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Nazeer Bostick and Penn State’s Philly Mentality

After a quiet freshman campaign, Bostick should see an expanded role with the Nittany Lions next season.

NCAA Basketball: Indiana at Penn State Matthew O'Haren-USA TODAY Sports

With three minutes left in the 2nd half, the Nittany Lions clung to a four point lead against the 21st ranked Maryland Terrapins. In the midst of a 10-3 run in Maryland’s favor, Penn State was on their heels in front of an anxious Happy Valley crowd. Star freshmen Tony Carr, Lamar Stevens, and Mike Watkins were shuffling from the bench toward the scorer’s table, readied reinforcements to stop the bleeding.

Ball in hand and halfway through the shot clock, Shep Garner hoisted a three that clanged off the rim. Despite four uncovered Terrapins in position for the board, it was a white jersey emerging from the crowd, flashing through the air to secure the rebound and explode for the putback.

As fans erupted, Maryland’s Anthony Cowan looked to quell the noise. Cowan seemed to have a step on his defender after faking a ball screen and attacked the bucket. As the ball went up, the trailing defender swarmed, sending the shot into the stands. The Bryce Jordan Center crowd exploded, propelling Penn State to complete the upset bid over the Terrapins.

The Nittany Lion responsible was guard Nazeer Bostick, and to his teammate Lamar Stevens, the level of play against Maryland was expected.

“He has the nickname ‘Horse,’ because he makes plays like that,” Stevens said. “He comes up big in huge moments, and he’s always done this since high school. It’s not surprising to see Naz just being that tough, physical guy, and he deserved to make that play.”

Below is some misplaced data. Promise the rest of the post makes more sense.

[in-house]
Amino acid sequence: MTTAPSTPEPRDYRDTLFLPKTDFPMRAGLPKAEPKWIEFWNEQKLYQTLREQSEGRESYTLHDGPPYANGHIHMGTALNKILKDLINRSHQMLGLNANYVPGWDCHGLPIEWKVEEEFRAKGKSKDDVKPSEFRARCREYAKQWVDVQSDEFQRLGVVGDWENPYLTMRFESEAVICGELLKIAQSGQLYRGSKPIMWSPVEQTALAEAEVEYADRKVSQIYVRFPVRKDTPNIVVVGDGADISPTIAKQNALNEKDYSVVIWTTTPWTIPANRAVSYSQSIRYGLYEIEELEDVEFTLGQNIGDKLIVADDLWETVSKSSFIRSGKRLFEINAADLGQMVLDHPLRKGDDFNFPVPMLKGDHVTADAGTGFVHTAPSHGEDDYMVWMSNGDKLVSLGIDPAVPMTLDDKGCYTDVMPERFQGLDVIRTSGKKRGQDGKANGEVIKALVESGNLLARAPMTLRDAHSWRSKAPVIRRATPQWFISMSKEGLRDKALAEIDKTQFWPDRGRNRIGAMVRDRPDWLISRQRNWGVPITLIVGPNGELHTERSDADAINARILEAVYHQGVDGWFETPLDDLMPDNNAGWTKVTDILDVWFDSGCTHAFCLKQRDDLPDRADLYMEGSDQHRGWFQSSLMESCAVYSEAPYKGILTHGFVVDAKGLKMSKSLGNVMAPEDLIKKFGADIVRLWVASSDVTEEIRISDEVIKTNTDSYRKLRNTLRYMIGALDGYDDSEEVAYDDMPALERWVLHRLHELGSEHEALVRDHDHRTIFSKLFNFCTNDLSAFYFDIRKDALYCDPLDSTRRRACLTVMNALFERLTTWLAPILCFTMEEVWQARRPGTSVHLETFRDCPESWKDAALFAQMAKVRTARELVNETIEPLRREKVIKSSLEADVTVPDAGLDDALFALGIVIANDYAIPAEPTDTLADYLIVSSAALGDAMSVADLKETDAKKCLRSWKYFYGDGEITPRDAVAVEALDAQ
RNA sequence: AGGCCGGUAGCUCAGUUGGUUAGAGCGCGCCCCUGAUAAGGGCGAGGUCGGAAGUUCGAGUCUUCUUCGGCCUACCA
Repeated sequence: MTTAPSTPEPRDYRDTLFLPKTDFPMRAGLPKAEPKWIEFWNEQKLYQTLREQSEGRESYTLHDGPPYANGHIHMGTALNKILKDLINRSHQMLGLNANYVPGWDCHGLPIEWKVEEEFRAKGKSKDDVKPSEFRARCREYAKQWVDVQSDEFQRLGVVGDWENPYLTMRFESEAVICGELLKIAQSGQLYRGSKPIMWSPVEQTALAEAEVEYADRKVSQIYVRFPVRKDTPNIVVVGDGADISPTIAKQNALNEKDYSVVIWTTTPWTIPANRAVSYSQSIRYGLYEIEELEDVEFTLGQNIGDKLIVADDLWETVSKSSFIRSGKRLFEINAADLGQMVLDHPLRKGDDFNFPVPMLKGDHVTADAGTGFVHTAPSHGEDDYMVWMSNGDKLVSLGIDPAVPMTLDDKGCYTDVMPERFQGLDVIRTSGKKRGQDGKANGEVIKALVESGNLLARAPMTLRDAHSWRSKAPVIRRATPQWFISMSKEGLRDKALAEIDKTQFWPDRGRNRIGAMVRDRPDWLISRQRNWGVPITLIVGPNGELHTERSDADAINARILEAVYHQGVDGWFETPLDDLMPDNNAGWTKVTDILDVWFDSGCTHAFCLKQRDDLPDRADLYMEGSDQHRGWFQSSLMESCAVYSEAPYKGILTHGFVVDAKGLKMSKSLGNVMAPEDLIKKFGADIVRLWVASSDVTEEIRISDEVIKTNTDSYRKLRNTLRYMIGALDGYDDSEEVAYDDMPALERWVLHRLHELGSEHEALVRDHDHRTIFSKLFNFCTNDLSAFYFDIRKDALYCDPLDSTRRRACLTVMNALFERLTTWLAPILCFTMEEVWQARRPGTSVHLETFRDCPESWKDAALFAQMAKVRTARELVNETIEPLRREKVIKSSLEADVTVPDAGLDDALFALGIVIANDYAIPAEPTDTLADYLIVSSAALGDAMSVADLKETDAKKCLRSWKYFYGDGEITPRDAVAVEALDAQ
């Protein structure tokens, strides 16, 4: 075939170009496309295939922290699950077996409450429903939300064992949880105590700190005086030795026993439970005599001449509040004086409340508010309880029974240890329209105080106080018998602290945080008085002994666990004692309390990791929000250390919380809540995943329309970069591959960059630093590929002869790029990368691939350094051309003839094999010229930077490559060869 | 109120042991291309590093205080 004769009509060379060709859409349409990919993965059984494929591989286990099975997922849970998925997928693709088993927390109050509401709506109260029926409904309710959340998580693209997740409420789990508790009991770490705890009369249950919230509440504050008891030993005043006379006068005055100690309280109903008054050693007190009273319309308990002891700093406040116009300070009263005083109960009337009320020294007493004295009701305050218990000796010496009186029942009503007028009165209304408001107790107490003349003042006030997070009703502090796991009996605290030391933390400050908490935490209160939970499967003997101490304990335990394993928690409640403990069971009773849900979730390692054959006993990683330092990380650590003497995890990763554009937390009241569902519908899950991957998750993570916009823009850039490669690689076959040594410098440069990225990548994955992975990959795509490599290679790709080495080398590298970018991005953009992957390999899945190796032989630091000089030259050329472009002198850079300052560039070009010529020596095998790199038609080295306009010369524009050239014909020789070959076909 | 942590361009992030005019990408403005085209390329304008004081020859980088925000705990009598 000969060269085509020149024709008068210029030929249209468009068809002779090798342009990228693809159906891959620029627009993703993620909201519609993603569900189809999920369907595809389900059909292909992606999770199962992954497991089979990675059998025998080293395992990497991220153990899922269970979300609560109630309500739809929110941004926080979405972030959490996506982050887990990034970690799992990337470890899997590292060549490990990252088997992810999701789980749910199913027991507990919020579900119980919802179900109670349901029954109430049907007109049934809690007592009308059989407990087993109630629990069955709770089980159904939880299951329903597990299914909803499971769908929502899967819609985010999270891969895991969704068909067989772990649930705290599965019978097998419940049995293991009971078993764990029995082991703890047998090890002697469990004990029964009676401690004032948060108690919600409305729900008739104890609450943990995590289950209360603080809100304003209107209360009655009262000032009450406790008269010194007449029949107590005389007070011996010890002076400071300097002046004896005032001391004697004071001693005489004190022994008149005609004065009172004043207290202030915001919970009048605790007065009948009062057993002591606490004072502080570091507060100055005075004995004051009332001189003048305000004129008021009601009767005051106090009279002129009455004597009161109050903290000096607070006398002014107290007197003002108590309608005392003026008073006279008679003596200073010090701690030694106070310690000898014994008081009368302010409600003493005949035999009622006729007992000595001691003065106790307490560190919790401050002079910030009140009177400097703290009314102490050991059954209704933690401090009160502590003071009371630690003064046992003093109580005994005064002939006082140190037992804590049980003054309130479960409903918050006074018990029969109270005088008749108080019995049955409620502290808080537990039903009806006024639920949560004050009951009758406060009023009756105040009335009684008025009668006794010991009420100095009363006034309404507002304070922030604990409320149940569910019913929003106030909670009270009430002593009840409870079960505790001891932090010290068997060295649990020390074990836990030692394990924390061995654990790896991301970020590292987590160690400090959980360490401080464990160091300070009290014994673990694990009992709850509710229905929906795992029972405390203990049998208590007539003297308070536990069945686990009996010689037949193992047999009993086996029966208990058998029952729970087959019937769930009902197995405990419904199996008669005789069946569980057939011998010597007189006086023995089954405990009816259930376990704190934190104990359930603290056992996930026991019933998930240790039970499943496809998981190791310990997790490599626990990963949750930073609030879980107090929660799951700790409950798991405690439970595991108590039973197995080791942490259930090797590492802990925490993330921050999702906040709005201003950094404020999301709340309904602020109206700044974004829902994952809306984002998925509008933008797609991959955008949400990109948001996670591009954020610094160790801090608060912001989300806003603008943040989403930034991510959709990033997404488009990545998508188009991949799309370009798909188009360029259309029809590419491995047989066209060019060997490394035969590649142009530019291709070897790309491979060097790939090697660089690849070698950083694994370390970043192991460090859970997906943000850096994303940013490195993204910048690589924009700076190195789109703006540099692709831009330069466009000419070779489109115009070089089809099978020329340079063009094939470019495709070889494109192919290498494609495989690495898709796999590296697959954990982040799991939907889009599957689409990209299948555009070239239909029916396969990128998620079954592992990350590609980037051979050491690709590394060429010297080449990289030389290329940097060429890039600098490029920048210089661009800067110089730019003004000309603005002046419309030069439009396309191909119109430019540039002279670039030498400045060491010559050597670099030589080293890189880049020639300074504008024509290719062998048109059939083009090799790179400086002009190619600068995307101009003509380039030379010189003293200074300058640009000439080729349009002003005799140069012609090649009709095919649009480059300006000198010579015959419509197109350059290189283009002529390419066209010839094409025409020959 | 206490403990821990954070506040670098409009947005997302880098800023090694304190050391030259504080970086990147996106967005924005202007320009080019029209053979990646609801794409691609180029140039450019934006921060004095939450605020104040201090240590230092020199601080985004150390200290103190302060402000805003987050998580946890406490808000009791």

For Bostick, the level of play that he displayed against the Terrapins is just the beginning.

Despite being named All-State his senior season, as well as holding the 7th overall ranking in the state of Pennsylvania, Nazeer Bostick came into Happy Valley somewhat overshadowed. The guard was joined by highly touted four-star recruits in Tony Carr, Lamar Stevens and Joe Hampton, marking coach Patrick Chambers’ finest recruiting class to date.

Chambers was initially drawn to Bostick’s blue collar mentality. “He takes pride in doing the heavy lifting and the dirty work. He was the heart and soul of this Roman Catholic team, driven by being a fierce competitor with a tremendous amount of passion for the game.”

Bostick, a three-star recruit in his own right, got a bit lost in the minute shuffle as well. With players like Payton Banks, Terrence Samuel, and Josh Reaves playing the same position, Bostick got the short end of the logjam. During his freshman season, the 6’4” guard averaged only 6.7 minutes a game.

When Bostick did find minutes, though, he often played well. In addition to his eye popping plays in the Maryland game, the sophomore also recorded two steals and a block against Nebraska, despite limited play time. As his stellar play continued, so did his minutes, however the guard’s season was cut short after a hand fracture.

Now, with Banks and Samuel taking their talents to South Florida, Bostick has a clear path toward a significant role increase next season. The sophomore won’t need time to gel with Carr or Stevens either. All three were high school teammates at Roman Catholic in Philadelphia, where the trio won the state championship their senior year. With his defensive prowess, instincts, and athleticism, Bostick more than deserves it.